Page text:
The Impacts of Mega-events held at Satellite Venues - case study of Weymouth & Portland, possible Olympic sailing venue in 2012

Authors: Sadd, D.

Conference: Bournemouth University; School of Services Management


The mega-event industry is growing internationally with a diverse portfolio ranging from the “Spectacle Par Excellence” of the Olympic games through to cultural celebrations and historical anniversaries. To gain long-term benefits from the hosting of mega-events, it is imperative to plan effectively and well in advance. The lack of plans or poor planning, are significant and often result in negative impacts rather than positive legacies. Whilst attention is often focussed on the main centre of activity of the mega-event, there are often cases, especially the Olympics, where satellite sites are required to host events. Often this is due to the existence of already established, world class sporting facilities or for historical reasons as seen in the 2004 Athens Olympics.

This dissertation investigates the impacts seen at satellite sites and will attempt to argue the case for future mega-events, especially the Olympics, to capitalise on existing facilities rather than build new, thereby avoiding the possibility of incurring long-term financial burdens. Furthermore, to ascertain if the impacts of hosting mega-events at satellite sites have less of a negative impact than at newly constructed sites. It also evaluates the importance given to tourism planning and the roles local communities can play alongside non-governmental organisations are also discussed, as are the opportunities for urban regeneration.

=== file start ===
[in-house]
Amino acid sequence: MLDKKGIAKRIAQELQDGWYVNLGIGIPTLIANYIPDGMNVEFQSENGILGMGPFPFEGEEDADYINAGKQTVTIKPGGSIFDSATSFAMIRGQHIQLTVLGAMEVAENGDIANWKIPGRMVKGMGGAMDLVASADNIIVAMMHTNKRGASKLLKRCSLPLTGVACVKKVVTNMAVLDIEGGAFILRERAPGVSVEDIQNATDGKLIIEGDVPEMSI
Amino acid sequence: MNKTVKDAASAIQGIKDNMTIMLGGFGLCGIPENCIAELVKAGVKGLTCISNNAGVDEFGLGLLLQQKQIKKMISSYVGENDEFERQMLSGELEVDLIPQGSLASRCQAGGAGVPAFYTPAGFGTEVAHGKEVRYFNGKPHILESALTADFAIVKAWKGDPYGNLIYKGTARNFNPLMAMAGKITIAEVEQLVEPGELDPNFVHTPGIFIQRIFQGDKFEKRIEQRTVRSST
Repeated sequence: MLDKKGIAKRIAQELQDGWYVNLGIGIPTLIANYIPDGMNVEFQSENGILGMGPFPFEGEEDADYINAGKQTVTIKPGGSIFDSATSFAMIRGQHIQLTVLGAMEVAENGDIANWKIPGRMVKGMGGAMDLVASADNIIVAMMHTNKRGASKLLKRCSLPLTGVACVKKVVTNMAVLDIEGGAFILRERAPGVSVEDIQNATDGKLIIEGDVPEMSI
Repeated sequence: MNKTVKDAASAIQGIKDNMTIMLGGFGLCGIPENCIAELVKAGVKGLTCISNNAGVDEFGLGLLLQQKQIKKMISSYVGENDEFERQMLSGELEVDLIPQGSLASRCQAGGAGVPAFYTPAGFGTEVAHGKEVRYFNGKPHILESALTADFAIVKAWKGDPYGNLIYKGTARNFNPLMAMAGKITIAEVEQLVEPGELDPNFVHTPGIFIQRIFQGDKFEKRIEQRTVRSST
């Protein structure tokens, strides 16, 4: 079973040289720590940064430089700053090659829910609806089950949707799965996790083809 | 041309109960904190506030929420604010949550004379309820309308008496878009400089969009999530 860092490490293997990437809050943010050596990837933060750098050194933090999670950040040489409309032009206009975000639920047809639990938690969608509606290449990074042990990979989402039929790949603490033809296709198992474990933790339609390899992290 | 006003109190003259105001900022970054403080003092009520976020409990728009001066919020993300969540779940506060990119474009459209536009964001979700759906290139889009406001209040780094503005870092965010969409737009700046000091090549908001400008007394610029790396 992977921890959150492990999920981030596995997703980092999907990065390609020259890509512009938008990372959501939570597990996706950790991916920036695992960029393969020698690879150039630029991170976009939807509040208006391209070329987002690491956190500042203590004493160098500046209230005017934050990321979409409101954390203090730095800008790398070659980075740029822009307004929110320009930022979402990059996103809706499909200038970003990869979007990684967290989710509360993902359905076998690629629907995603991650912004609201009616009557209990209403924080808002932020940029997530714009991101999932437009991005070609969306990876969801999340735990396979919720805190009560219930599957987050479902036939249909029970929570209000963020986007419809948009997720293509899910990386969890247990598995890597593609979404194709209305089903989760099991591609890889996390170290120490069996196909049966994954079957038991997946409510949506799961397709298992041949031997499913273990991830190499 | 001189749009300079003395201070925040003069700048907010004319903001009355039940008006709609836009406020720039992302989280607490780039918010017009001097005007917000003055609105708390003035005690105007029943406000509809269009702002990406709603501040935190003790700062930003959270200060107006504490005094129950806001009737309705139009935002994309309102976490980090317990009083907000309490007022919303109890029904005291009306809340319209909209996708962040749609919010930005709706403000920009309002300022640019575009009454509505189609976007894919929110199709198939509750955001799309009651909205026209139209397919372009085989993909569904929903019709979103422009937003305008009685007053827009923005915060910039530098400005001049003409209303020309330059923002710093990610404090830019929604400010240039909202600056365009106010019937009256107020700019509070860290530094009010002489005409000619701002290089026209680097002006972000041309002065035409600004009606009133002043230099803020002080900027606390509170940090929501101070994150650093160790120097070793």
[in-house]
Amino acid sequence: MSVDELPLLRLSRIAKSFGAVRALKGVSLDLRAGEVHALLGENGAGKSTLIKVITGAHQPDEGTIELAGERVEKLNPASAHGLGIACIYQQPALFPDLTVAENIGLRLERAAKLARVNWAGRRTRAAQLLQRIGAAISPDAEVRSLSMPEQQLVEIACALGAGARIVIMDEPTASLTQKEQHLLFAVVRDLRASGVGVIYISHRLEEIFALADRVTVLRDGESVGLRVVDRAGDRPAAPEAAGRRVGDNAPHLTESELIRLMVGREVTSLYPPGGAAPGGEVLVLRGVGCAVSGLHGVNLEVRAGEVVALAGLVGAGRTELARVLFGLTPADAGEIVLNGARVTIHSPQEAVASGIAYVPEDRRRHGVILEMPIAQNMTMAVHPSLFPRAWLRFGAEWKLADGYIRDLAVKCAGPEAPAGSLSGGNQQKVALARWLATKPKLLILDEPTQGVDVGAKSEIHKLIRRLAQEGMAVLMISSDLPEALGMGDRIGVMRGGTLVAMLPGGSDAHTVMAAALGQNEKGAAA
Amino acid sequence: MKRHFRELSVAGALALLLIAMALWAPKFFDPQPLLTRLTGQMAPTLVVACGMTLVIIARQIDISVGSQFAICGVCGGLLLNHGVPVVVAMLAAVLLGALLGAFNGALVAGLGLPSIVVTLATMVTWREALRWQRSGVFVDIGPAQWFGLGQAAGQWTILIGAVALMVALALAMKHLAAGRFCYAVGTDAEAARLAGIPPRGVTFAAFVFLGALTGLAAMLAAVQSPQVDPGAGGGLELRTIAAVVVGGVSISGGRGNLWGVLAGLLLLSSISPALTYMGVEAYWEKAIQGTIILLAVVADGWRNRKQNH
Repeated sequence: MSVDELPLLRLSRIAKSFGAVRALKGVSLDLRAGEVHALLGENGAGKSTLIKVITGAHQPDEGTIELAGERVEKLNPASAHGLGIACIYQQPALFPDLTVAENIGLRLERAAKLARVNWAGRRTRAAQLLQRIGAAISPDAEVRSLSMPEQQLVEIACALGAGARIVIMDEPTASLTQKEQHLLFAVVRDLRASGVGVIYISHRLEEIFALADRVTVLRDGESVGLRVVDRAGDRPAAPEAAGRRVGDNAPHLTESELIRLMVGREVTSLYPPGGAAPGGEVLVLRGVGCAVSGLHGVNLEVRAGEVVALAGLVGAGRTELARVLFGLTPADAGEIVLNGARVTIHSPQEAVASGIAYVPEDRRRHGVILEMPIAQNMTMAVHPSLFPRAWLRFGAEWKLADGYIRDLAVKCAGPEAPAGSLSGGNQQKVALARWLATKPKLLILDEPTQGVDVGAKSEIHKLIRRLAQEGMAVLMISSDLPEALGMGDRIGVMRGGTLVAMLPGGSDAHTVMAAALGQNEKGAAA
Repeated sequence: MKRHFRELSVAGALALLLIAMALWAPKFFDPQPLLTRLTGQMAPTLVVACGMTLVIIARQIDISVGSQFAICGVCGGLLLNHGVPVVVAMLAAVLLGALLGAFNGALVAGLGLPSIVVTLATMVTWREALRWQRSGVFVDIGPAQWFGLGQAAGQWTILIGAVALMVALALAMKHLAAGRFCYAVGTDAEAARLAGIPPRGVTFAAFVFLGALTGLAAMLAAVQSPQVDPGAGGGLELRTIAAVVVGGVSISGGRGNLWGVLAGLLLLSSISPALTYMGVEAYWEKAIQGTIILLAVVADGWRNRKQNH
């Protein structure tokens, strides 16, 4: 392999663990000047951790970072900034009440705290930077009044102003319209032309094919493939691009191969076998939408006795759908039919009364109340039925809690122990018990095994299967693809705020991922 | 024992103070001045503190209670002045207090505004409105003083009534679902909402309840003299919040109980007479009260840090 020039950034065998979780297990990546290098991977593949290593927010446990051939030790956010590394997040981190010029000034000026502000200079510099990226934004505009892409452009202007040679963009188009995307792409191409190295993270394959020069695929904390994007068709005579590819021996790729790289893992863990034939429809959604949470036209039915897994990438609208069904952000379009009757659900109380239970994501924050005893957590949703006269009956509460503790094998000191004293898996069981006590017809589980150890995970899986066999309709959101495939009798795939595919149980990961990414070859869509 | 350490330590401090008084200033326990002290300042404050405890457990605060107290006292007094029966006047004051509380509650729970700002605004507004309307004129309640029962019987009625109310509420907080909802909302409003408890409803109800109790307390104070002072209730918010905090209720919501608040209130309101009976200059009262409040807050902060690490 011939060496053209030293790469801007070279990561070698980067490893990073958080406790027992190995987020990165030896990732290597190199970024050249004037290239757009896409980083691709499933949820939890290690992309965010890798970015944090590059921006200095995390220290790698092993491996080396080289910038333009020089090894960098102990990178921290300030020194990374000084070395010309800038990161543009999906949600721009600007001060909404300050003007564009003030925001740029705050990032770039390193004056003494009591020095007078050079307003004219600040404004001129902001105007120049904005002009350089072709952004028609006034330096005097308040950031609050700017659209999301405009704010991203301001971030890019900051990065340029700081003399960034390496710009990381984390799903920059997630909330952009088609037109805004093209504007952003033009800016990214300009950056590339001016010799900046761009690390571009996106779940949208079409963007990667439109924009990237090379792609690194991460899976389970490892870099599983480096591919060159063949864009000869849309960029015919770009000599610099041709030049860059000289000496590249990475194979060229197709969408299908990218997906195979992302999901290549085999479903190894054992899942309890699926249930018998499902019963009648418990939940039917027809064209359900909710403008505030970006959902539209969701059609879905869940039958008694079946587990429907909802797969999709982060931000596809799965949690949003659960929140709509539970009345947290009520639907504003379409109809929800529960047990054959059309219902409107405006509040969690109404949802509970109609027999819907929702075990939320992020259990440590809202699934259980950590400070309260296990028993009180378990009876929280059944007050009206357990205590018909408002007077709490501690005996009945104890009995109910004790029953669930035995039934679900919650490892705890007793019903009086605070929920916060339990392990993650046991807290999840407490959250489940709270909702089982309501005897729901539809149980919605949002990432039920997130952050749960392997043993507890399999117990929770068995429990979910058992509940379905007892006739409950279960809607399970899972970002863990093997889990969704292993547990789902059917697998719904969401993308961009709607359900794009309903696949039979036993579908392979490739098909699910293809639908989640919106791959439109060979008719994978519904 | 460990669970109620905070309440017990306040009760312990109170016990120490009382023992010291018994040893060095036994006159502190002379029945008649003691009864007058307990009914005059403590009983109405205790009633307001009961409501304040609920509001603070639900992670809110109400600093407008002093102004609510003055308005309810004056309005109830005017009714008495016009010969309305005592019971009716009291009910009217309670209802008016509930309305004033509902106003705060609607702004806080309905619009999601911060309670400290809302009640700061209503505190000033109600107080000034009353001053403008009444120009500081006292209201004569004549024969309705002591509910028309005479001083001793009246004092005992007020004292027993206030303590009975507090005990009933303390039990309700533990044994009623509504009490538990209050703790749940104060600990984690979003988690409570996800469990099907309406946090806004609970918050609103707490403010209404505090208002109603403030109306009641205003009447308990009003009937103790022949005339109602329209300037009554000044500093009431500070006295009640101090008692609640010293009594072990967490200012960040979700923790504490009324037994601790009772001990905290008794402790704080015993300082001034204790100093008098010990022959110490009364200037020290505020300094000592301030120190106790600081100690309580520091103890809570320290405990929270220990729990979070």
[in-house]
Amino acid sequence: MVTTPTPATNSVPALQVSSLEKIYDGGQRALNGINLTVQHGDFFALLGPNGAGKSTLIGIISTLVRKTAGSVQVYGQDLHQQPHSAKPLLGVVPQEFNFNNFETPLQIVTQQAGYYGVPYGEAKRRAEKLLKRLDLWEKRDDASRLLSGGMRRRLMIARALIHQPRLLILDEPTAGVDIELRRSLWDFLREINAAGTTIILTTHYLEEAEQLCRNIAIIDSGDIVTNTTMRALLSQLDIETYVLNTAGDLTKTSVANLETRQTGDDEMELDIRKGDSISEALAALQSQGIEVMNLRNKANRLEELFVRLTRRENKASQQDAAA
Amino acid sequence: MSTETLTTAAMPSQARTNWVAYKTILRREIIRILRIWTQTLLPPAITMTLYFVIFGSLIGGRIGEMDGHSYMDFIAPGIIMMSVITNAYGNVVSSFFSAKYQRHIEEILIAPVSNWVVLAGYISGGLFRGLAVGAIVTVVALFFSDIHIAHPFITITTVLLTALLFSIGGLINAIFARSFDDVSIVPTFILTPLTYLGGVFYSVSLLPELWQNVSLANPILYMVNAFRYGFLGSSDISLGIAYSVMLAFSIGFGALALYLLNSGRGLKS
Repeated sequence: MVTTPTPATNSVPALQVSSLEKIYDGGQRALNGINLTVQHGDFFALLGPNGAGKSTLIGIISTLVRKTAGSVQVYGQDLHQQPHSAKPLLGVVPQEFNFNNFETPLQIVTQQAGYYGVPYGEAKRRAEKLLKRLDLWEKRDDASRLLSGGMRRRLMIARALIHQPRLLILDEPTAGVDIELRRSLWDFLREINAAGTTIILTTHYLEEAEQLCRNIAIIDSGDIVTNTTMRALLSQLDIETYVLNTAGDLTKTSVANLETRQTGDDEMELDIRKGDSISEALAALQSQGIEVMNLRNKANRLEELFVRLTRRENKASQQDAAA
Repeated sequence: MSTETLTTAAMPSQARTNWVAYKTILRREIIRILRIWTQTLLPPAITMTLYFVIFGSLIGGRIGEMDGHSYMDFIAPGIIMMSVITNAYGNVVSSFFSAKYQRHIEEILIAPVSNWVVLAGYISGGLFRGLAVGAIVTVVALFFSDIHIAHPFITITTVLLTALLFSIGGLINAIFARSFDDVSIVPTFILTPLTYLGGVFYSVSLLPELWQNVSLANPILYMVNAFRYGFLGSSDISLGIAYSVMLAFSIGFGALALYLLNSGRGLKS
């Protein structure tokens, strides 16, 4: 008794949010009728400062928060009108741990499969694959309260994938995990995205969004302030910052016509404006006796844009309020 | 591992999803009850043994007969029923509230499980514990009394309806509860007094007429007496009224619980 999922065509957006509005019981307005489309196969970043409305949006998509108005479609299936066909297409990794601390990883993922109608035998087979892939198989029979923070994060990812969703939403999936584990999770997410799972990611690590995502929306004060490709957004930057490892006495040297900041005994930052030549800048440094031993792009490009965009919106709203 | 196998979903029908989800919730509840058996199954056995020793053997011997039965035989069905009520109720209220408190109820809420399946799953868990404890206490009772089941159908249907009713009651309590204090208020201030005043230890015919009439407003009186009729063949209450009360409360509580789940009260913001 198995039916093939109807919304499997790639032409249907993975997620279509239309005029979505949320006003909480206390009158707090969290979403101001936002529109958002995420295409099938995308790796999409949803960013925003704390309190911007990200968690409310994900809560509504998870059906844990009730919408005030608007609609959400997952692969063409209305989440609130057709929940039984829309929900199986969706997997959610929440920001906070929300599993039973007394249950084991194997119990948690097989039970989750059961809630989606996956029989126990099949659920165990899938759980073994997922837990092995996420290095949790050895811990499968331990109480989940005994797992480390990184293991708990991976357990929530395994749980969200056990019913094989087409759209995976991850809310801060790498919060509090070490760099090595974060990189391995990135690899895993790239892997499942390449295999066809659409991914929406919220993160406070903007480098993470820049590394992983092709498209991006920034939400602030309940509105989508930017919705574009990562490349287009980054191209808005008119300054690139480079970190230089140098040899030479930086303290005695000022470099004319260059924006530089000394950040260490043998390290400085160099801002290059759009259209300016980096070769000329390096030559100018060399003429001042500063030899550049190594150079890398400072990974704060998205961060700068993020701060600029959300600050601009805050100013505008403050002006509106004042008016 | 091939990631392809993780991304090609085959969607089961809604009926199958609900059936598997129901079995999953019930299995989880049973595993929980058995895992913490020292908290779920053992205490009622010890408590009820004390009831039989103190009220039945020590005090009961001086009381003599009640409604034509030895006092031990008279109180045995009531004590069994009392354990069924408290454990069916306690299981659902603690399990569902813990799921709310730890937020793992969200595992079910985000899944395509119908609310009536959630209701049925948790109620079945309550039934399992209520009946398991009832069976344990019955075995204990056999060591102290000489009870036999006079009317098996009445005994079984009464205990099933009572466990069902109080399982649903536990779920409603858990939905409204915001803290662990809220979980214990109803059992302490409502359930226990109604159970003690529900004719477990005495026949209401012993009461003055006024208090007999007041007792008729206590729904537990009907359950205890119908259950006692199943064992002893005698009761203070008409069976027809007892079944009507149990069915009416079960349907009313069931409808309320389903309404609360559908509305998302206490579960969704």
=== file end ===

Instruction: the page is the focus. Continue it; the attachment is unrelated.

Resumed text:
The research is based at Weymouth & Portland, Dorset, and the potential venue of the Sailing Competition of the 2012 London bid.

Source: Manual

Preferred by: Debbie Sadd